The purpose of a resume is to motivate an employer to contact you to schedule an interview. To make that happen, your job search letter (or cover letter) and resume must reflect how your education and experiences fit, and exceed, the requirements for the position. JobScan can help you determine if you have customized your document for a particular job description. Another way to think of the resume is as a marketing tool that communicates on paper the value you will bring to the employer. You should also have a references page, but this should be a separate document from your resume.
As you browse our resources, check out the recording of our Internship Week resume/CV presentation and accompanying slides.
The “3 C’s of Resumes”
Clear: Make sure your resume addresses the qualifications required for the position you seek. It is very important that you tailor your resume for each position you pursue. If you have had a career break to care for children, parent, spouse, etc., you should describe this break clearly and concisely.
Concise: Standard length is typically one page for recent graduates and two pages for professionals with significant professional experience. If you have less than 5 years of professional experience, you should use an early professional resume format. If you have more than 5 years of professional experience, you should use a mid-career resume format.
Clean: Make sure your resume is neat and easy to read. Basic formatting suggestions:
- Stick to traditional fonts such as Times New Roman, Arial, Tahoma, Verdana, Garamond, or Georgia. Some take up more space on the page than others so use them according to your spacing needs.
- Use a 10, 11 or 12pt font. Your name in your header should be between 14 and 16pt font.
- Highlight achievements and skill sets with bulleted statements beginning with action verbs. Use past tense verbs for past experiences and present tense verbs for current experiences.
- Set headings, position titles, locations, etc. apart by consistently using bolding/italics throughout your resume. Avoid abbreviations.
- Margins should be between 1/2 to 1 inch all around.
- You should have a header on page one with your name, city, state, phone, email, and LinkedIn URL (customized to be your name). You should have a footer on page 2 with your name and the page number.
There is not a standard definition of “curriculum vitae,” “CV,” or “vita,” but generally the focus is more on academic preparation, research, and publications than in a resume. Another significant difference is that a vita is not limited by length. A master’s level vita may be three or four pages, while those with doctorates may have vitas of ten or more pages in length. Content determines the length. Vitas have no set format. It is best to consult with professionals in your field about what to include and appropriate layout. Be complete but concise. The order of sections is determined by your strengths. Experienced candidates may begin with experience; inexperienced candidates may begin with educational background. In addition to being used in the fields of education and often health care, many international employers will prefer a vita. Here are some general guidelines to help you get started on your CV.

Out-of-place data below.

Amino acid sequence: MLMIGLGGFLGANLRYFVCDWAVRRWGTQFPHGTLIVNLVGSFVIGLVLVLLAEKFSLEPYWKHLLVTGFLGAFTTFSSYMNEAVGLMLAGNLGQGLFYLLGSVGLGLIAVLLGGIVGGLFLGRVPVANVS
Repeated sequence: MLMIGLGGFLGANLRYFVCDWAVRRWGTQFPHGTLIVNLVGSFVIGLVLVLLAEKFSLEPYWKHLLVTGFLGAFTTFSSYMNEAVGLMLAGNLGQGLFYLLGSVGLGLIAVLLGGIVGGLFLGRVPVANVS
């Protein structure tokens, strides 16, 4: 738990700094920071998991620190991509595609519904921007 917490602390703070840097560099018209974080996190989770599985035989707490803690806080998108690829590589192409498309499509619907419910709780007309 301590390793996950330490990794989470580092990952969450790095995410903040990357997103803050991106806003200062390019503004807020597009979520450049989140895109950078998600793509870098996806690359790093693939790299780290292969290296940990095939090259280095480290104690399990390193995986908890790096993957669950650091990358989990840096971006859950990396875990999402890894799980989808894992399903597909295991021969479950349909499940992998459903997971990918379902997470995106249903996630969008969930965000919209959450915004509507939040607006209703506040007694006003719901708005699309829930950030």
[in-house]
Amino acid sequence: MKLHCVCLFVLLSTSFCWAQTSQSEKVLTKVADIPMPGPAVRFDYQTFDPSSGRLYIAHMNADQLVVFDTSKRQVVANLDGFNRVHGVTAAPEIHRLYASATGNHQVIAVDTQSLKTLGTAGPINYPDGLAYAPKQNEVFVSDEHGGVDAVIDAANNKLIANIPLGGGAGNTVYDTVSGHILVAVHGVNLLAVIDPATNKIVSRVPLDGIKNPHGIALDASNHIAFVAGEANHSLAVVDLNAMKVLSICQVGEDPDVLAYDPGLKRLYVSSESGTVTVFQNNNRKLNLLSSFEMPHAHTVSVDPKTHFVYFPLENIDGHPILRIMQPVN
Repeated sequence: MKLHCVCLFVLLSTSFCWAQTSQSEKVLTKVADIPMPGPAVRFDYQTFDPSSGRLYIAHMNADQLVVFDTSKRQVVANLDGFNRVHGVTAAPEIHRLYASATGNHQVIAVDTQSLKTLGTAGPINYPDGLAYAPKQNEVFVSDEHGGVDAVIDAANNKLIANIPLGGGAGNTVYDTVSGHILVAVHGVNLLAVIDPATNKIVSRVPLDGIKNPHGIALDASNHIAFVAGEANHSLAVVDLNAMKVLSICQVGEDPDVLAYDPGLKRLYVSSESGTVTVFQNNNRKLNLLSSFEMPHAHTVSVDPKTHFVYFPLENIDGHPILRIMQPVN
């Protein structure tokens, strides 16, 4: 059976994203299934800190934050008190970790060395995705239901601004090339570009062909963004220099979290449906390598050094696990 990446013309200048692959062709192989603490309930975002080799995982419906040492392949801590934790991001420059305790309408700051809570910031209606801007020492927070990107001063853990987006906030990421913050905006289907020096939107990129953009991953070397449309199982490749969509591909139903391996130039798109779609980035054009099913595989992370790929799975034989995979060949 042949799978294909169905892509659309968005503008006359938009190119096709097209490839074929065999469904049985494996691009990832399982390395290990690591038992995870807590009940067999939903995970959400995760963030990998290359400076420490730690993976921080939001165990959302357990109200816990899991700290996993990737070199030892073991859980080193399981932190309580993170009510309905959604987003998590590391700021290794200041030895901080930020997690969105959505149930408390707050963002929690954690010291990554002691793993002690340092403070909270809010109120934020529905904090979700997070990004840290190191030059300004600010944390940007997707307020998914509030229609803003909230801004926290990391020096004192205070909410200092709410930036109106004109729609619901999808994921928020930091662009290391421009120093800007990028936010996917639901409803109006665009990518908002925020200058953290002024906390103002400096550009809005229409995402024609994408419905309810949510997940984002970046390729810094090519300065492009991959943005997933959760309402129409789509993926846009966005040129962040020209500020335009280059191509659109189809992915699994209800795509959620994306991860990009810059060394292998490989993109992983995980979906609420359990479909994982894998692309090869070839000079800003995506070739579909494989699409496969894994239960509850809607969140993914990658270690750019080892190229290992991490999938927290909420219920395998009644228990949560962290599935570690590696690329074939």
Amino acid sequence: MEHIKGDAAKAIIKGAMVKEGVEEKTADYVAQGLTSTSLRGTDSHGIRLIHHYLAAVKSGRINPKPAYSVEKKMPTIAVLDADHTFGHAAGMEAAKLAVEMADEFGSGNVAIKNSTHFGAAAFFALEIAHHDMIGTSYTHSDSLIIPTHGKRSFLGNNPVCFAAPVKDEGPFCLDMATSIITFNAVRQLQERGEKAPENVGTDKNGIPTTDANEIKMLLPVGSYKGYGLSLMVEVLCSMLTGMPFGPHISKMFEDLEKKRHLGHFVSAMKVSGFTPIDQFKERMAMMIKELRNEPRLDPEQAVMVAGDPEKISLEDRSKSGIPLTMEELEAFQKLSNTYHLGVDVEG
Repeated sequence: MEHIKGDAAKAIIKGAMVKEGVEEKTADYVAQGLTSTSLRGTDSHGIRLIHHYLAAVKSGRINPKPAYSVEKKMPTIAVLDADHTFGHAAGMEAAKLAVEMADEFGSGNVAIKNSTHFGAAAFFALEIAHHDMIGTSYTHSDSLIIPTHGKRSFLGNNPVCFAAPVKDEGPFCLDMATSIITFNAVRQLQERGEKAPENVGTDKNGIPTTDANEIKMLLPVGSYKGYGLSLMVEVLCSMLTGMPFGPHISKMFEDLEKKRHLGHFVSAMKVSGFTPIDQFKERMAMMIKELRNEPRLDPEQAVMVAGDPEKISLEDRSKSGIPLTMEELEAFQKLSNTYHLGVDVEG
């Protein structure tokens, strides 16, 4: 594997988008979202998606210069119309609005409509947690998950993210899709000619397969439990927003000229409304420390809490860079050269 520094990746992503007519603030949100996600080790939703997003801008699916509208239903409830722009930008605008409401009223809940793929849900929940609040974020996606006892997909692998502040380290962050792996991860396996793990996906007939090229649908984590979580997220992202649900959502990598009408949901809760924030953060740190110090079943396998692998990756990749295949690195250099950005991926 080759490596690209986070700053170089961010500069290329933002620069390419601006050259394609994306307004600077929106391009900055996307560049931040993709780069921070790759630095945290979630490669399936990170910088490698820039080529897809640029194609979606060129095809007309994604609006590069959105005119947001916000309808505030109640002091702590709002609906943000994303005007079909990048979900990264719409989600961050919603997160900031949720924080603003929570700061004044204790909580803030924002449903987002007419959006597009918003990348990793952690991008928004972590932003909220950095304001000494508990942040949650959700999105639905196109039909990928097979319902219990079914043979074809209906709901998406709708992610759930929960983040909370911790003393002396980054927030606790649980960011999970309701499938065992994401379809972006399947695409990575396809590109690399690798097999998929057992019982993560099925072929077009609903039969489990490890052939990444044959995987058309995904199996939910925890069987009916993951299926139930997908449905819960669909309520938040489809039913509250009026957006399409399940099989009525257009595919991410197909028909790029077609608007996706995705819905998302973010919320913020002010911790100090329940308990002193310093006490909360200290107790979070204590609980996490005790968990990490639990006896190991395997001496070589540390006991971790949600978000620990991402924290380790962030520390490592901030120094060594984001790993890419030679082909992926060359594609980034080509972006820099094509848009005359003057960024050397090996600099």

CVs don't need to include every section or category listed below, but it is important to highlight the information most relevant to the position you are seeking. Be strategic about the arrangement of your sections within your CV. List more relevant sections towards the beginning of your CV and less critical sections towards the end. HigherEdJobs shows a couple of different samples of CVs to help you think about how to structure your CV.
- Contact Information - name, address (home and/or office), phone number and e-mail address
- Professional Development - additional trainings, certifications, and workshops you've attended or completed
- Research/Teaching Interests - relevant experiences to the position you are seeking
- Specialized Skills - technical skills related to your discipline
- Service - a listing of your involvement on university, department or community committees
- Presentations - poster presentations, workshops, seminars, panels and conferences
- Professional Accomplishments - honors, awards, fellowships and grants
- Publications - cite them in the format appropriate to your discipline
- Experience - can be organized into multiple sections, including (but not limited to): Teaching Experience, Research Experience, Relevant Experience, Volunteer Experience, Clinical Experience, Laboratory Experience, etc.
- Education - all college degrees received and currently pursuing, institutions, locations, dates completed or expected. You can also include thesis and/or dissertation titles and advisor names for graduate degrees.
- Professional Memberships - relevant memberships to your field